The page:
The building industry needs to move away from carbon saving calculations focused on embodied carbon only and instead focus on lifetime carbon emissions for a true representation of emissions.
This is part of the response from Metals NZ Chief Executive Rick Osbourne to an apartment developer’s claims of carbon savings from using timber versus concrete in an article published on BusinessDesk on 12 October 2022
In the article Rick also points out that the procurement process needs to consider longer-term solutions that optimise material design and that consider the specific NZ challenges, of earthquakes, fire and flooding.
Considering timber as a carbon-sequestering material has long been a point of contention among industry experts and policymakers, with debate largely revolving around the effect on emissions from varying forestry and harvesting practices, and the end-of-life considerations of the material.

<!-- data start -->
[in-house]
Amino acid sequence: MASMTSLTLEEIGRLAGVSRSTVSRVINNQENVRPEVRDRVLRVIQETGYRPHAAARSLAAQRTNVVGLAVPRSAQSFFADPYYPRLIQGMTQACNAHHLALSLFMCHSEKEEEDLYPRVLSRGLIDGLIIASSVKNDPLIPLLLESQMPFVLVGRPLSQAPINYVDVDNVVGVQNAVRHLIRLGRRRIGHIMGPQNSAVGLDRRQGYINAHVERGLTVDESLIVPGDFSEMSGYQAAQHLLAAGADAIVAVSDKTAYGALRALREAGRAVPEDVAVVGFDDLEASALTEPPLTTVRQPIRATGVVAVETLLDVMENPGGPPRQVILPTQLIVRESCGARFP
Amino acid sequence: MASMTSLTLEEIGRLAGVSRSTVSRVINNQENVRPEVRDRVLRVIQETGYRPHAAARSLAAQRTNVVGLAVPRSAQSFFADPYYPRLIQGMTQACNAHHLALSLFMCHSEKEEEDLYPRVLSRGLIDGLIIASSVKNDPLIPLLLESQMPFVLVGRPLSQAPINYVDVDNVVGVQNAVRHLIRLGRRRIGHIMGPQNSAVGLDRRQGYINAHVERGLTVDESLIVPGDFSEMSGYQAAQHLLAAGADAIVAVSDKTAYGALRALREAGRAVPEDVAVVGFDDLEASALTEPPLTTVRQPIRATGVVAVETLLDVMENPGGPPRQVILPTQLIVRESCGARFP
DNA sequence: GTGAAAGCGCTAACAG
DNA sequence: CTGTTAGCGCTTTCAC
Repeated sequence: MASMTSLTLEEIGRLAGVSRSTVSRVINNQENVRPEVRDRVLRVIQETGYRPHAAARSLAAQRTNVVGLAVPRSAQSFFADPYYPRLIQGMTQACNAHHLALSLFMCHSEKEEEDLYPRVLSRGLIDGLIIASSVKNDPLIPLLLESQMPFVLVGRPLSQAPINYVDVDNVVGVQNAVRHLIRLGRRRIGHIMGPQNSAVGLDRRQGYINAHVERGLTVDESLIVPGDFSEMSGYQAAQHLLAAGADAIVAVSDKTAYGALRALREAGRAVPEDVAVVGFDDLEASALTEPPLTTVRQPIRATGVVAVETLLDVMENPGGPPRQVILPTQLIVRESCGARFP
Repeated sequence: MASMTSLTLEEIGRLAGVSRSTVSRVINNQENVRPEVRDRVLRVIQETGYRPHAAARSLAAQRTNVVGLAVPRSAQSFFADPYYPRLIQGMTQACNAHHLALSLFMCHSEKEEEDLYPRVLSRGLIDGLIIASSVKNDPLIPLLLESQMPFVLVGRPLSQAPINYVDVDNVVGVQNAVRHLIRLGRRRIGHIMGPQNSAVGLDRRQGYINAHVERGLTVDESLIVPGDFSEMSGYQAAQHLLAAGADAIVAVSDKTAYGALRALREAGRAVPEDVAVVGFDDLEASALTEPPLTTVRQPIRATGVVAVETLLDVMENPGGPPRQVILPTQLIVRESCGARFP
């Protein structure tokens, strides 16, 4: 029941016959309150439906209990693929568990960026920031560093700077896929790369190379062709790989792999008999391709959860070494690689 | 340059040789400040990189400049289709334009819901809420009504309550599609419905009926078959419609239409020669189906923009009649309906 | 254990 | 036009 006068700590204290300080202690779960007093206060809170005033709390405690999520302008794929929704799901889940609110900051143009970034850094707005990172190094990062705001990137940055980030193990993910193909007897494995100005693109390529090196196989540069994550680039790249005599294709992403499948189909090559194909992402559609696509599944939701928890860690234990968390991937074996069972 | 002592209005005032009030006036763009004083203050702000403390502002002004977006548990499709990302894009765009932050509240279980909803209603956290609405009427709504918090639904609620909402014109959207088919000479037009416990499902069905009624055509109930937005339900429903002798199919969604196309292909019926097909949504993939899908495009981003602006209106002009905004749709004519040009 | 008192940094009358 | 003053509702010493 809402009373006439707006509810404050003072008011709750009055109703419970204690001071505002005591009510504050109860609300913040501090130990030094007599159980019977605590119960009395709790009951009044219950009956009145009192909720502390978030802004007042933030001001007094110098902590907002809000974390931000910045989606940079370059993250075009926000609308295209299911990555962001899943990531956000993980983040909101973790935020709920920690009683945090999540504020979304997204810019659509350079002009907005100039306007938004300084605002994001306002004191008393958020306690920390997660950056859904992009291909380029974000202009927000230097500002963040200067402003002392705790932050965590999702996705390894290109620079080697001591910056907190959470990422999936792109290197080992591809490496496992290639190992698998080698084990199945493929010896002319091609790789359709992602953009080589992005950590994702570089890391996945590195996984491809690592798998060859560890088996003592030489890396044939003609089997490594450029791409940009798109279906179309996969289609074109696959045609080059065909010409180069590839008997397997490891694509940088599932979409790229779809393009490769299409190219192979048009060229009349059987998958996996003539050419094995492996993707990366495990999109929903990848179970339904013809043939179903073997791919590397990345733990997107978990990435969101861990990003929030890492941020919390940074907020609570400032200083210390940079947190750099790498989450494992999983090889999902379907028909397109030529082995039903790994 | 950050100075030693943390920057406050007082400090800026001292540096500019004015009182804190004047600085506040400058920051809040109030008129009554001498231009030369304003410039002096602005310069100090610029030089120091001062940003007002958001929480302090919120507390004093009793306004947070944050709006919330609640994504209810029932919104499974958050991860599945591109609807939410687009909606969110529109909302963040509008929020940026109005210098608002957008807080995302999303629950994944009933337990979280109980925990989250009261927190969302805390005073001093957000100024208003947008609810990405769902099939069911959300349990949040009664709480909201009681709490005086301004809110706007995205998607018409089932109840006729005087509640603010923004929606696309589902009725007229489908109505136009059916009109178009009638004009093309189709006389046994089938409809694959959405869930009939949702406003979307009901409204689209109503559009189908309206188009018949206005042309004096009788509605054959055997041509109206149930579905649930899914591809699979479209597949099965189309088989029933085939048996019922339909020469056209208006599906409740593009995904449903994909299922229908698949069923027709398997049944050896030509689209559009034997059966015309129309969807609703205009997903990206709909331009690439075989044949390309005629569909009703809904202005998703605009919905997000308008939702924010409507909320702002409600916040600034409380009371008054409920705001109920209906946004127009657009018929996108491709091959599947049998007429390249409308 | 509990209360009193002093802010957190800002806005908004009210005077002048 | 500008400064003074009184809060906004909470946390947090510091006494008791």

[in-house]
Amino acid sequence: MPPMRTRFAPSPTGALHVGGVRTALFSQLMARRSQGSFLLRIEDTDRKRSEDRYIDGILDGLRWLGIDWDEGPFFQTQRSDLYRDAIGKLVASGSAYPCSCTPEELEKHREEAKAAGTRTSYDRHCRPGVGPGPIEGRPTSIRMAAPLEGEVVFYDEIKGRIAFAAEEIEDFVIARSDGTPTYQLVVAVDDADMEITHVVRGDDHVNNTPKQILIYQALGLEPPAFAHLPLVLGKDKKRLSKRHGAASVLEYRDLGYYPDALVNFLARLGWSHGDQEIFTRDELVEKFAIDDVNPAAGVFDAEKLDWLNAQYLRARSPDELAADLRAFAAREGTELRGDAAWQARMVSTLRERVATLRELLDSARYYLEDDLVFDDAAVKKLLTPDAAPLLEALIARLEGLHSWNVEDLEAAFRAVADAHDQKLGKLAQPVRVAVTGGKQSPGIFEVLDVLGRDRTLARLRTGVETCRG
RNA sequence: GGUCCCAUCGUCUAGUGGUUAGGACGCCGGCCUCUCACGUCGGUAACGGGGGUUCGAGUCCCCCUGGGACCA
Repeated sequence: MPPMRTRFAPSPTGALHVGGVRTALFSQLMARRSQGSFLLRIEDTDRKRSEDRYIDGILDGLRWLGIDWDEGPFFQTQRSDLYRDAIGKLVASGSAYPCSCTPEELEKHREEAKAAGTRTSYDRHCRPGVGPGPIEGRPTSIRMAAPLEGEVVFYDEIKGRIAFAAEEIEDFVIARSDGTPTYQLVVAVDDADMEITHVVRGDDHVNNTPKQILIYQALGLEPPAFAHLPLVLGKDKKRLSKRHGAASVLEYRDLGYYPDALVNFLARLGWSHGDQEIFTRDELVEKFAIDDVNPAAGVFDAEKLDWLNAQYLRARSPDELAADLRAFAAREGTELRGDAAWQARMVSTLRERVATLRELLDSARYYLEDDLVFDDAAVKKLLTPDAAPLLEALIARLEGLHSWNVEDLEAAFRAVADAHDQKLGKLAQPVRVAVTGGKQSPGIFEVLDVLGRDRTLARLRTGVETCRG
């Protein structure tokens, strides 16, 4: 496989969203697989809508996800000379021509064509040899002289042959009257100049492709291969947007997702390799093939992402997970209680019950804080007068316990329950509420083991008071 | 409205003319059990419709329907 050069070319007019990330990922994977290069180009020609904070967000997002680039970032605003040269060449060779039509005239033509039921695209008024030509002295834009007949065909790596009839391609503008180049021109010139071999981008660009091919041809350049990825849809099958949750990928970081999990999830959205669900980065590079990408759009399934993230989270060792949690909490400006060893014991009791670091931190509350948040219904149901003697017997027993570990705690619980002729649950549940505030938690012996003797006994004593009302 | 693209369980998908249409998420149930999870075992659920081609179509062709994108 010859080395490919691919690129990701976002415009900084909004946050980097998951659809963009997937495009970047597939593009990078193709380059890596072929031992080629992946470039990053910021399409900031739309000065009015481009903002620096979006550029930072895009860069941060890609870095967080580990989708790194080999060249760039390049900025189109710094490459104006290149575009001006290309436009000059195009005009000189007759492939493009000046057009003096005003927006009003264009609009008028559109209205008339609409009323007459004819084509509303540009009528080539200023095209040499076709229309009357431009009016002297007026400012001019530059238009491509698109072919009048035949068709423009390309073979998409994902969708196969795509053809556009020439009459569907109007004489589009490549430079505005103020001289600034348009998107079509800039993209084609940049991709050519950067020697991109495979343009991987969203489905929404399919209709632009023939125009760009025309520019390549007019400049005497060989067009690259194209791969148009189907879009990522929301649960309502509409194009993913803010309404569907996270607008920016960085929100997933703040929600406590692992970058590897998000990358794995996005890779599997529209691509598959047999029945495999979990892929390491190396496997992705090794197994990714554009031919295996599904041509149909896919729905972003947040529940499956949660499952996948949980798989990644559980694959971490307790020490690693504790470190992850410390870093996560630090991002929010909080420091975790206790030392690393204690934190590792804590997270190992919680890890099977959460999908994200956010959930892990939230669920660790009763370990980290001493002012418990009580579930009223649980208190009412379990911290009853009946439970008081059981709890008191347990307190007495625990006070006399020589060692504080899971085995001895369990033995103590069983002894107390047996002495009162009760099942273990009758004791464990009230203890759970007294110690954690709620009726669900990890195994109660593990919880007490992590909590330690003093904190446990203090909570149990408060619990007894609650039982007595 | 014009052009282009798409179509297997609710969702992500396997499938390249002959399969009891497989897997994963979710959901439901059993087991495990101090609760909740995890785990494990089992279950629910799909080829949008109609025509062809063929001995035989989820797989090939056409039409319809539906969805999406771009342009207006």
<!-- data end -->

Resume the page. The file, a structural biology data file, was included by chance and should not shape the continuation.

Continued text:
Differences in these practices can result in big differences in the amount of carbon sequestered.
Rick suggests that the construction industry’s recycling and waste recovery also needs to be addressed as part of its move to a low-emissions economy, noting that 85% of steel ‘waste’ is now recycled or repurposed. Aluminium products could also be recycled indefinitely.
Furthermore, the concrete industry is working to decarbonise and has reduced emissions by 15% since 2005, with lower-carbon concretes coming on stream and introduction of the industry’s net carbon-zero roadmap to 2050 early next year
Ultimately, engineers and architects should be left to select the “appropriate material” for low carbon resilient construction.
You can view the full article BusinessDesk on 12 October 2022